[7] Esbenshade, Jill, et. al. 2015.  Shorted: Wage Theft, Time Theft, and Discrimination in San Diego County Restaurant Jobs. San Diego State University and Center on Policy Initiatives.

[8] Weil and Pyles, 2006.

[9] Bernhardt, et. al., 2009.

[10] Bureau of Labor Statistics (https://www.bls.gov/oes/current/oes399011.htm#st)

The worst violation – no payment for time worked –is most common

Lack of payment for regular work hours – which includes off-the-clock work, not issuing a final paycheck, and failure to pay at all – accounted for 69% of the claims filed by survey participants, followed by 21% regarding failure to pay an overtime rate. An analysis of all claims filed in 2016 at the Labor Commissioner’s San Diego office corroborates our survey findings: 71% reported violations of regular wages and 25% reported overtime violations. In both our survey and the 2016 data, about half the participants filed complaints for more than one violation.

Our survey shows a higher proportion of meal and rest break claims than in the 2016 data, possibly because we encountered some workers at the beginning of the process. Rest and meal break violations are hard to prove and may be dropped during the process.1 In the survey of 96 workers calling into the Employee Rights Center for advice before filing complaints, they reported the same pattern of violations as our survey.

The types of claims filed are not necessarily representative of the kinds of wage theft workers experience. When the Labor Commissioner has investigated workplaces, the most common violations found involve worker’s compensation, itemized paystubs, overtime, and rest and meal breaks. Likewise, a large Los Angeles study found rest break violations were most common in low-wage jobs, followed by meal break violations, lack of paystubs, failure to pay minimum wage, overtime violations, and then off-the-clock work.2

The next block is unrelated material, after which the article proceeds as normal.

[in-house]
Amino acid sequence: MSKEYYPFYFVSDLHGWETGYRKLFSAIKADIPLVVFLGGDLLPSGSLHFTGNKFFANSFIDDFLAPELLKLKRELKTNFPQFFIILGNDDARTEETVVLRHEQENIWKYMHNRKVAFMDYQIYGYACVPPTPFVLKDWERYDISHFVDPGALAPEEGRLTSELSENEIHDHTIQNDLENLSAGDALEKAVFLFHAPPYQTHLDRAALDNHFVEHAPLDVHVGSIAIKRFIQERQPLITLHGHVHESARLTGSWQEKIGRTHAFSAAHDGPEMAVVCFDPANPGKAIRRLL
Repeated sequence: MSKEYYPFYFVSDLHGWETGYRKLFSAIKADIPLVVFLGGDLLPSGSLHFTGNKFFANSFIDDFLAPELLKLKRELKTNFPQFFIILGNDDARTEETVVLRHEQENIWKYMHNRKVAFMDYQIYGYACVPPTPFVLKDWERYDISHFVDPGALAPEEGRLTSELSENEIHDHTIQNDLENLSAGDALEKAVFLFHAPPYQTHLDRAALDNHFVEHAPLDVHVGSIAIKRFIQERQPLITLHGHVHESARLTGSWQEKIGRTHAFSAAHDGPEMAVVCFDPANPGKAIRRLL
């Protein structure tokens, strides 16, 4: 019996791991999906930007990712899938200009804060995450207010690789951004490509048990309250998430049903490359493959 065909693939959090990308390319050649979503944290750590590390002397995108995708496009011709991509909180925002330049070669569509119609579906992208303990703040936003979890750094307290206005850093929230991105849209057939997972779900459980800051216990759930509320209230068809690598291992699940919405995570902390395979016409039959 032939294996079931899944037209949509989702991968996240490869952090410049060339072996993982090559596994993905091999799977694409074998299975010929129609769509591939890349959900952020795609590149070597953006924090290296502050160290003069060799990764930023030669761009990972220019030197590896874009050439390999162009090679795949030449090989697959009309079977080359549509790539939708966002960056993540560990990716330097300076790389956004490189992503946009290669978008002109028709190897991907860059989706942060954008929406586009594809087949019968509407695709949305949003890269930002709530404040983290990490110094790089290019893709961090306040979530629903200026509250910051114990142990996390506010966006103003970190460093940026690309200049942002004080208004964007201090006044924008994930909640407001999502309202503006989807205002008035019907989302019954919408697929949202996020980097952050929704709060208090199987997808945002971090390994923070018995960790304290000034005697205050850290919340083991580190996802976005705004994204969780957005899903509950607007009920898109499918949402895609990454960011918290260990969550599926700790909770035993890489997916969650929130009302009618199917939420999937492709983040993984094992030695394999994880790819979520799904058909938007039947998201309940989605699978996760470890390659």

Therefore, the fact that nonpayment for regular hours worked is the most frequent type of claim filed indicates that workers are not coming forward about other, less extreme violations. Our interviews revealed that workers are less likely to file these claims because:

  • They are less familiar with the regulations, which sometimes are not clear-cut.
  • Violations like denied rest breaks are hard to prove.
  • Employers in their industry violate labor laws so frequently it appears standard practice.
  • They fear losing more needed income if employers retaliate.

“We don’t fully know our rights. We just know that you can’t work and not get paid.”

– A construction worker

We encountered many claims for repeated or severe violations. In one in-depth interview, a hairdresser said she had to deliver bank deposits after work every day “completely off the clock.” Many respondents described not getting their final paycheck or leaving their jobs because they were not getting paid at all.

Few Workers Complain of Wage Theft while still on the Job

Our survey indicates that workers rarely file wage theft complaints while they are still on the job. Among the claimants we surveyed, 84% were no longer at that job. Of those, about half had quit and half had been fired.

 

We found three frequent reasons people wait until they’re off the job to file complaints:

  • Employees fear retaliation from the boss while they are still employed.
  • In some cases, violations may occur as part of separation from a job, for instance when the final paycheck is withheld. About a third (35%) of respondents said the violations happened within the same month their employment ended.